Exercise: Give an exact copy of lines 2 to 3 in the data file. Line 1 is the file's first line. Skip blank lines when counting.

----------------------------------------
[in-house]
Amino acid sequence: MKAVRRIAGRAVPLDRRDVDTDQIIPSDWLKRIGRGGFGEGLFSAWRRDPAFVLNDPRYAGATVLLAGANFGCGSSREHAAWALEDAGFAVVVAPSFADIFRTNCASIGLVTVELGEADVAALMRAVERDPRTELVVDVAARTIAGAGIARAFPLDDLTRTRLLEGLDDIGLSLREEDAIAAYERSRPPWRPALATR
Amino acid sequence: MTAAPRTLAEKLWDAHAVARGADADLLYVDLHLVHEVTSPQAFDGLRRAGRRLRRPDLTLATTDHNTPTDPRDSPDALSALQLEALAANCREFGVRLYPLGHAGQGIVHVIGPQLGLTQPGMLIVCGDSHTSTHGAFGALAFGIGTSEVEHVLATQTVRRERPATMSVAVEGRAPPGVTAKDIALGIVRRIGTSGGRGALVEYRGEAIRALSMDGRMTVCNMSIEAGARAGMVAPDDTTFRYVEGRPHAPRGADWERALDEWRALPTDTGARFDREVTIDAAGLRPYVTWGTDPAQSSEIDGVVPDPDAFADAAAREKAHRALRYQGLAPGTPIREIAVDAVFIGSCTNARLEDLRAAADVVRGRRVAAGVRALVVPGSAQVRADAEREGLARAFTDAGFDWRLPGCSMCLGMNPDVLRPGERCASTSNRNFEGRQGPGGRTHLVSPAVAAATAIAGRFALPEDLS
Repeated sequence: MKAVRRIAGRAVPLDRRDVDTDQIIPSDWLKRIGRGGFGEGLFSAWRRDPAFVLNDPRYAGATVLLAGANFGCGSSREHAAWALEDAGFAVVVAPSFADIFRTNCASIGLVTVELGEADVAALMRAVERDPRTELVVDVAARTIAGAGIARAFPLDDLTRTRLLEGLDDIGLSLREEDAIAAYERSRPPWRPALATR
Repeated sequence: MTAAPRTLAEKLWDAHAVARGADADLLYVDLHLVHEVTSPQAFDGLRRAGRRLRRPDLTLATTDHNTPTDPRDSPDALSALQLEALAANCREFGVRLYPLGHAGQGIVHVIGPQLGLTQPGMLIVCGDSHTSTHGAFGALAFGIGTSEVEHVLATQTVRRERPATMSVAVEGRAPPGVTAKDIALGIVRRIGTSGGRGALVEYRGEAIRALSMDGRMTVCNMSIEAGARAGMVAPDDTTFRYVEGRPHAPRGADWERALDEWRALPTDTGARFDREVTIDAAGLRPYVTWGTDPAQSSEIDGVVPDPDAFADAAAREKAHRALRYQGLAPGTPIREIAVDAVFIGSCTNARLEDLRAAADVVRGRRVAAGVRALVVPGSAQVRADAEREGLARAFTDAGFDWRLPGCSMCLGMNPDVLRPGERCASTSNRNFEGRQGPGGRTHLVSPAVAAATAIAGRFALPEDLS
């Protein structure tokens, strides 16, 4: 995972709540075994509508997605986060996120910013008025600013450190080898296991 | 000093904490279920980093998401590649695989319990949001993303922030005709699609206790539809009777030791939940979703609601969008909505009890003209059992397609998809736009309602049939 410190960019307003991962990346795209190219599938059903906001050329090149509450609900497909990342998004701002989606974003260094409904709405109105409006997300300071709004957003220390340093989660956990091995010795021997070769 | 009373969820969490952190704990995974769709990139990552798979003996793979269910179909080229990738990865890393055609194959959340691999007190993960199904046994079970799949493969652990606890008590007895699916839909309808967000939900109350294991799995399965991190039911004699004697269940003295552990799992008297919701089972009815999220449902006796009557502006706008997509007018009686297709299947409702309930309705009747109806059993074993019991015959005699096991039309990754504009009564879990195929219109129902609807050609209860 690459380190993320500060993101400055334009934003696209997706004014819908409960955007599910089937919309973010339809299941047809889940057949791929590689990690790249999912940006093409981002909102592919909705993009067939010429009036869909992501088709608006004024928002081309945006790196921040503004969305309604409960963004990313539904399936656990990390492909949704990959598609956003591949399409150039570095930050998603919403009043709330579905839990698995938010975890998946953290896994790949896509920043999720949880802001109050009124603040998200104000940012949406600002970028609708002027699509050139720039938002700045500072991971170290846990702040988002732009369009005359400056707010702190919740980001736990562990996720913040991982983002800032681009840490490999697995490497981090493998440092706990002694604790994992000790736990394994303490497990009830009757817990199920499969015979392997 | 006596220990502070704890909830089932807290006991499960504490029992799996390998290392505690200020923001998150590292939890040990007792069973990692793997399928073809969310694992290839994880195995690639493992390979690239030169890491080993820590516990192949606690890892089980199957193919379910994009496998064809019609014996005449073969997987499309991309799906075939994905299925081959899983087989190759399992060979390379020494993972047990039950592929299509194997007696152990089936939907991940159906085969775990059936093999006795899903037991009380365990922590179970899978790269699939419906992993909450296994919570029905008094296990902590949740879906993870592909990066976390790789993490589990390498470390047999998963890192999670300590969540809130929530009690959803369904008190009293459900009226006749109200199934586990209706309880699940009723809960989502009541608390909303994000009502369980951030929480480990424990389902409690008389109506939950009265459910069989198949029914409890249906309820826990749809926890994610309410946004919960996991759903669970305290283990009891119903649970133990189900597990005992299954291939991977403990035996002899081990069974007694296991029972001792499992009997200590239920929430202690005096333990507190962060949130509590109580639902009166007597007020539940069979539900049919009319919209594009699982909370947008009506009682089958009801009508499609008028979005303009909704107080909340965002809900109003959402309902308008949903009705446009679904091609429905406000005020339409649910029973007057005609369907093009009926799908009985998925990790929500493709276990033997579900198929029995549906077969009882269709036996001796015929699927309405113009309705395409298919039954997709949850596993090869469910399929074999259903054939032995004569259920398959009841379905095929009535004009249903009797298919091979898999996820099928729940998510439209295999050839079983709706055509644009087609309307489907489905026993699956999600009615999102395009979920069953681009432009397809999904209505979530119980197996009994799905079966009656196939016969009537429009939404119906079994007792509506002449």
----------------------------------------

Amino acid sequence: MKAVRRIAGRAVPLDRRDVDTDQIIPSDWLKRIGRGGFGEGLFSAWRRDPAFVLNDPRYAGATVLLAGANFGCGSSREHAAWALEDAGFAVVVAPSFADIFRTNCASIGLVTVELGEADVAALMRAVERDPRTELVVDVAARTIAGAGIARAFPLDDLTRTRLLEGLDDIGLSLREEDAIAAYERSRPPWRPALATR
Amino acid sequence: MTAAPRTLAEKLWDAHAVARGADADLLYVDLHLVHEVTSPQAFDGLRRAGRRLRRPDLTLATTDHNTPTDPRDSPDALSALQLEALAANCREFGVRLYPLGHAGQGIVHVIGPQLGLTQPGMLIVCGDSHTSTHGAFGALAFGIGTSEVEHVLATQTVRRERPATMSVAVEGRAPPGVTAKDIALGIVRRIGTSGGRGALVEYRGEAIRALSMDGRMTVCNMSIEAGARAGMVAPDDTTFRYVEGRPHAPRGADWERALDEWRALPTDTGARFDREVTIDAAGLRPYVTWGTDPAQSSEIDGVVPDPDAFADAAAREKAHRALRYQGLAPGTPIREIAVDAVFIGSCTNARLEDLRAAADVVRGRRVAAGVRALVVPGSAQVRADAEREGLARAFTDAGFDWRLPGCSMCLGMNPDVLRPGERCASTSNRNFEGRQGPGGRTHLVSPAVAAATAIAGRFALPEDLS